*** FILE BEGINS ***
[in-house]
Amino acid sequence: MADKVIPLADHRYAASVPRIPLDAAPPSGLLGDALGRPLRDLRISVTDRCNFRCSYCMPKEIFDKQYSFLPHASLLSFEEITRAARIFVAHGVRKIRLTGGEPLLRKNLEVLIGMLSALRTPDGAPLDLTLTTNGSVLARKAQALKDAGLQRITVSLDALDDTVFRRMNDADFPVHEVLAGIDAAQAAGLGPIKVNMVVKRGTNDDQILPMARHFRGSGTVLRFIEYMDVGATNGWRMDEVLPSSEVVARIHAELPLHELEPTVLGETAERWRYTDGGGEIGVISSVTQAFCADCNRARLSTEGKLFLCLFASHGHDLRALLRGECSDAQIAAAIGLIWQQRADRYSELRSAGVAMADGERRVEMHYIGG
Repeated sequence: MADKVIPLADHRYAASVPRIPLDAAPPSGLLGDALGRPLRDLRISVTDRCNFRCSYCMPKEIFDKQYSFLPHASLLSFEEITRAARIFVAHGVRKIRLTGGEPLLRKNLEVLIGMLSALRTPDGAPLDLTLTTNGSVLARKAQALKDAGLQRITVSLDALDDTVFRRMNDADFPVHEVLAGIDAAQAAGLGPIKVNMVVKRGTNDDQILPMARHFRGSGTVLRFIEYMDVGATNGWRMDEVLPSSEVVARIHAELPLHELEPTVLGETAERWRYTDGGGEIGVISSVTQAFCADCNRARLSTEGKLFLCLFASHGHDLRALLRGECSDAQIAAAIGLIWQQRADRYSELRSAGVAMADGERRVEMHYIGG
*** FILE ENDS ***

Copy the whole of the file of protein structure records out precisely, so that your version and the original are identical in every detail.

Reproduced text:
[in-house]
Amino acid sequence: MADKVIPLADHRYAASVPRIPLDAAPPSGLLGDALGRPLRDLRISVTDRCNFRCSYCMPKEIFDKQYSFLPHASLLSFEEITRAARIFVAHGVRKIRLTGGEPLLRKNLEVLIGMLSALRTPDGAPLDLTLTTNGSVLARKAQALKDAGLQRITVSLDALDDTVFRRMNDADFPVHEVLAGIDAAQAAGLGPIKVNMVVKRGTNDDQILPMARHFRGSGTVLRFIEYMDVGATNGWRMDEVLPSSEVVARIHAELPLHELEPTVLGETAERWRYTDGGGEIGVISSVTQAFCADCNRARLSTEGKLFLCLFASHGHDLRALLRGECSDAQIAAAIGLIWQQRADRYSELRSAGVAMADGERRVEMHYIGG
Repeated sequence: MADKVIPLADHRYAASVPRIPLDAAPPSGLLGDALGRPLRDLRISVTDRCNFRCSYCMPKEIFDKQYSFLPHASLLSFEEITRAARIFVAHGVRKIRLTGGEPLLRKNLEVLIGMLSALRTPDGAPLDLTLTTNGSVLARKAQALKDAGLQRITVSLDALDDTVFRRMNDADFPVHEVLAGIDAAQAAGLGPIKVNMVVKRGTNDDQILPMARHFRGSGTVLRFIEYMDVGATNGWRMDEVLPSSEVVARIHAELPLHELEPTVLGETAERWRYTDGGGEIGVISSVTQAFCADCNRARLSTEGKLFLCLFASHGHDLRALLRGECSDAQIAAAIGLIWQQRADRYSELRSAGVAMADGERRVEMHYIGG